Chaffetz removes Issa portrait and signals new direction for high-profile, hard hitting Oversight panel

Utah GOP Rep. Jason Chaffetz, the new House Oversight Committee chairman, is explaining his decision to remove the portrait of preceding GOP chairman Rep. Darrell Issa from the panel’s hearing room.

Chaffetz said Thursday the move was not personal but suggested it was indeed ideological.

"I really felt strongly that in that committee room we should be inspired by those we serve, not inspired by past committee chairmen," he said.

Chaffetz has indicated that he will focus more on government reform and committee reports than political scandal and seek fewer headlines.

“Issa didn’t do many reports,” he recently told Roll Call newspaper. He did “big press releases.”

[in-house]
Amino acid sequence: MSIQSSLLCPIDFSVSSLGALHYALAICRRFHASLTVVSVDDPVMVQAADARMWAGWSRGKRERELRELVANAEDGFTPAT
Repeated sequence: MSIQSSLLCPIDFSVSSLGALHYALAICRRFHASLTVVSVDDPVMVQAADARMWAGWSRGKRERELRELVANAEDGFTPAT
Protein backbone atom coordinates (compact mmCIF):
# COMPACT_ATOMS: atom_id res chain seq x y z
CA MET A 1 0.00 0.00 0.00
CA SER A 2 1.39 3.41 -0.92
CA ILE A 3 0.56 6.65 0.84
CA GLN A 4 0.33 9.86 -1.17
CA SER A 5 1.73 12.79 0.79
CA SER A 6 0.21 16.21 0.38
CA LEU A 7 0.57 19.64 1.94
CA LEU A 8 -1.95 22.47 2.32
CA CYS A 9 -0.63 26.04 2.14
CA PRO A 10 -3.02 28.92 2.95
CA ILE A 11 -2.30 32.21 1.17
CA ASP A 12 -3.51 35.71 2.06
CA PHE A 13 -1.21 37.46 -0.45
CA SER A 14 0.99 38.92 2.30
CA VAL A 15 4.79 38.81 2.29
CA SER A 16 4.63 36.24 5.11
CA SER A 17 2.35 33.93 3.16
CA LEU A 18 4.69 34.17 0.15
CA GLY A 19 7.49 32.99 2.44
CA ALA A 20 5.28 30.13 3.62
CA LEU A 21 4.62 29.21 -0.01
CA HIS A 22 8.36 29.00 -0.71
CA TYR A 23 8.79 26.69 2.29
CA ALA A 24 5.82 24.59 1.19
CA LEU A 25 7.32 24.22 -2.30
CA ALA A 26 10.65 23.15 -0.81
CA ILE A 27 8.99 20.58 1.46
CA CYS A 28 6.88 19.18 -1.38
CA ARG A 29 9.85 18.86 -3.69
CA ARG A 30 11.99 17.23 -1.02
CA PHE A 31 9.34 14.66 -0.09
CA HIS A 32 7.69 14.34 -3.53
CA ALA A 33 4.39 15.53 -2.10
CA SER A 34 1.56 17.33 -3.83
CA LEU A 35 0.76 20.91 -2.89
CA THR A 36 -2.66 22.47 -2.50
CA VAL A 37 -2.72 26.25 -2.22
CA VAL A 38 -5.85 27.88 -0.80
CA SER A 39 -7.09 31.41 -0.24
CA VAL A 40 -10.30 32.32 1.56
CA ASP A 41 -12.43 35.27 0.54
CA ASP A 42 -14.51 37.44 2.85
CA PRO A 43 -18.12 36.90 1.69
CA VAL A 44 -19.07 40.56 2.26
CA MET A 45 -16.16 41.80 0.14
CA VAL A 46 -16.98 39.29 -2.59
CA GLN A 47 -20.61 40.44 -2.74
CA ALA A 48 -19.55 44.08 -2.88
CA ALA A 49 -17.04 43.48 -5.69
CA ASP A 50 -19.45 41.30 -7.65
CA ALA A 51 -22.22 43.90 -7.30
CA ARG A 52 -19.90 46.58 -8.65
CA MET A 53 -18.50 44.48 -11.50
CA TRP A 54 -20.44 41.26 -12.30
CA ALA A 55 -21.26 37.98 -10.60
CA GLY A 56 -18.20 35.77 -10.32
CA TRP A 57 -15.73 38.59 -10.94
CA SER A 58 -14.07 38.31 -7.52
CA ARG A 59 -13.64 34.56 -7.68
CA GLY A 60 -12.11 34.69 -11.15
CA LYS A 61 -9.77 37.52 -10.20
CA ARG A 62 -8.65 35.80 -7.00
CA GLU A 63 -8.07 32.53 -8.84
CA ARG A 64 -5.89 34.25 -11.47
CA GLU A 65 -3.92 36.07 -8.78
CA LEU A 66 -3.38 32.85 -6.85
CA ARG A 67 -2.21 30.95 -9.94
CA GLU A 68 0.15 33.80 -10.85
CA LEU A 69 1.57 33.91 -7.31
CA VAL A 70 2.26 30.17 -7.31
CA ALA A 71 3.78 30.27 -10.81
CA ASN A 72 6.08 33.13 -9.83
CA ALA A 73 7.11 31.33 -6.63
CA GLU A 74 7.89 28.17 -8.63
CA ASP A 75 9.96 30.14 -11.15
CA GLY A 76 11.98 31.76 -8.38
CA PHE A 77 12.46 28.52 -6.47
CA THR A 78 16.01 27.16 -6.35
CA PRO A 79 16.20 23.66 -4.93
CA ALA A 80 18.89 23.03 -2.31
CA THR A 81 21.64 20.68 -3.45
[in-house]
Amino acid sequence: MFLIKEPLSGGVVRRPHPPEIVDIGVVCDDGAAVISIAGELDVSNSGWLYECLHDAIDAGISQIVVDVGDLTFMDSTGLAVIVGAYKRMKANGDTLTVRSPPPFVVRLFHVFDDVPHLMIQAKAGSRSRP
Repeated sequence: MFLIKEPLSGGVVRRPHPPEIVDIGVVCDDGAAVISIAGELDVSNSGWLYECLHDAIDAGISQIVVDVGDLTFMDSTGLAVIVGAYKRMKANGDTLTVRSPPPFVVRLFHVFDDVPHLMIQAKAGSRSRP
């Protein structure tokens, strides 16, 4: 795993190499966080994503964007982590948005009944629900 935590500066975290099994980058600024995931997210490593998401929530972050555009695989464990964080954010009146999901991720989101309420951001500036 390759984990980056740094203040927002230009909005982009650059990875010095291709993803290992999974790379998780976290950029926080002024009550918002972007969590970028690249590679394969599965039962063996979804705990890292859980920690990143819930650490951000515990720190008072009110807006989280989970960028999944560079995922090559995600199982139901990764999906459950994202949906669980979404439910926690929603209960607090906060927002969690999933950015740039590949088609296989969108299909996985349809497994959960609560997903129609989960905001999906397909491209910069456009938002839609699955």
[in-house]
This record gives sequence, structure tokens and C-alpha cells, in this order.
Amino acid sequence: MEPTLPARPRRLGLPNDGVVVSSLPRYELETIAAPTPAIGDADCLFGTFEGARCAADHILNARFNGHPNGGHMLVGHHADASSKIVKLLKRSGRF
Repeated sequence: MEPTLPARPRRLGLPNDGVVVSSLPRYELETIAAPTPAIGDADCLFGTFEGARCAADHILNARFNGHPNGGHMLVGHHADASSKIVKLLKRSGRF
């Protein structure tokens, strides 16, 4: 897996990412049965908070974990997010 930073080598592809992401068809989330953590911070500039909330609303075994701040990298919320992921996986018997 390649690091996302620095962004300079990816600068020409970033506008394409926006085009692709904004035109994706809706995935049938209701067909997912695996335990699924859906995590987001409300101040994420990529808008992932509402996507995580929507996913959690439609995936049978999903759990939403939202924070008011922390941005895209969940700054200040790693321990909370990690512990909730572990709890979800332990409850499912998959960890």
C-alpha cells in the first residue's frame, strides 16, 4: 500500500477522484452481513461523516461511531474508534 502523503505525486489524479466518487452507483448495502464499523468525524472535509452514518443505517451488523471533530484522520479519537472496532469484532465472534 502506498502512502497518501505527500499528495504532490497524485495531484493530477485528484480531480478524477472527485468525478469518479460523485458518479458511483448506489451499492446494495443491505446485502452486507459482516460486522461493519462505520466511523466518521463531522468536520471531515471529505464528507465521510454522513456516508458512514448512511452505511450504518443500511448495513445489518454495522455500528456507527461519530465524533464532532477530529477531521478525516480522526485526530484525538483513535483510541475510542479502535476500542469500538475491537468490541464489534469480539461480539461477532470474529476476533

While Issa surrounded his investigations and hearings with political drama and theatrics, his approach brought and sustained national attention to such issues as the Benghazi scandal as well as Fast & Furious, the federal government’s botched gun-tracking program.

Chaffetz will replace the Issa portrait, hung just last month, with photos of American history and life that the committee oversees, including the U.S. postal service, coal mining and civil rights.

Issa’s portrait was reportedly removed with those of other former committee chairmen and will be relocated to a meeting room.

Chaffetz said he first informed Issa and Maryland Rep. Elijah Cummings, the committee’s top Democrat, of his decision.

He said Issa told him: “You're the new chairman. You can do it as you want.' He was actually very nice about it."

Chaffetz is also replacing more than half of the committee’s 60-member staff for the 114th Congress, a move, along with removing the portraits, that has reportedly upset some Issa loyalists.